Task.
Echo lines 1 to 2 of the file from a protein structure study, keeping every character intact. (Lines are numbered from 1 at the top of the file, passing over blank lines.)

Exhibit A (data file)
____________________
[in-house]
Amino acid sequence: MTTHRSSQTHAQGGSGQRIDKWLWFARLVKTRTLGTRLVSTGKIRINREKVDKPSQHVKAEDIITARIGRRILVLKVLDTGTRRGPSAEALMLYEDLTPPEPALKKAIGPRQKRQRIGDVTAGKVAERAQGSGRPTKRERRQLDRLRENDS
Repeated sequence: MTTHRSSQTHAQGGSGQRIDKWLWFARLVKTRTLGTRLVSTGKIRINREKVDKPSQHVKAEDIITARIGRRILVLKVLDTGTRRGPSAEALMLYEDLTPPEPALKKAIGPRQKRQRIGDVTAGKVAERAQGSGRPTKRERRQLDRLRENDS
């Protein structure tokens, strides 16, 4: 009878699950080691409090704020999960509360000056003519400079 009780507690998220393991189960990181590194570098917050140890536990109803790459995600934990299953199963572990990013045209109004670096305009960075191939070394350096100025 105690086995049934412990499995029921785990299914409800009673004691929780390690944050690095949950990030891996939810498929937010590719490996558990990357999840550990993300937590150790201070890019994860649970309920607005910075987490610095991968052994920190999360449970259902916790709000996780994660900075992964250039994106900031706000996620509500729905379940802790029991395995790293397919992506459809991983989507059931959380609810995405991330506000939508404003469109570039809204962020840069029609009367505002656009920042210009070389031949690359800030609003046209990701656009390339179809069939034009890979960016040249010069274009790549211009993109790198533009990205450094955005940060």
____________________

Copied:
[in-house]
Amino acid sequence: MTTHRSSQTHAQGGSGQRIDKWLWFARLVKTRTLGTRLVSTGKIRINREKVDKPSQHVKAEDIITARIGRRILVLKVLDTGTRRGPSAEALMLYEDLTPPEPALKKAIGPRQKRQRIGDVTAGKVAERAQGSGRPTKRERRQLDRLRENDS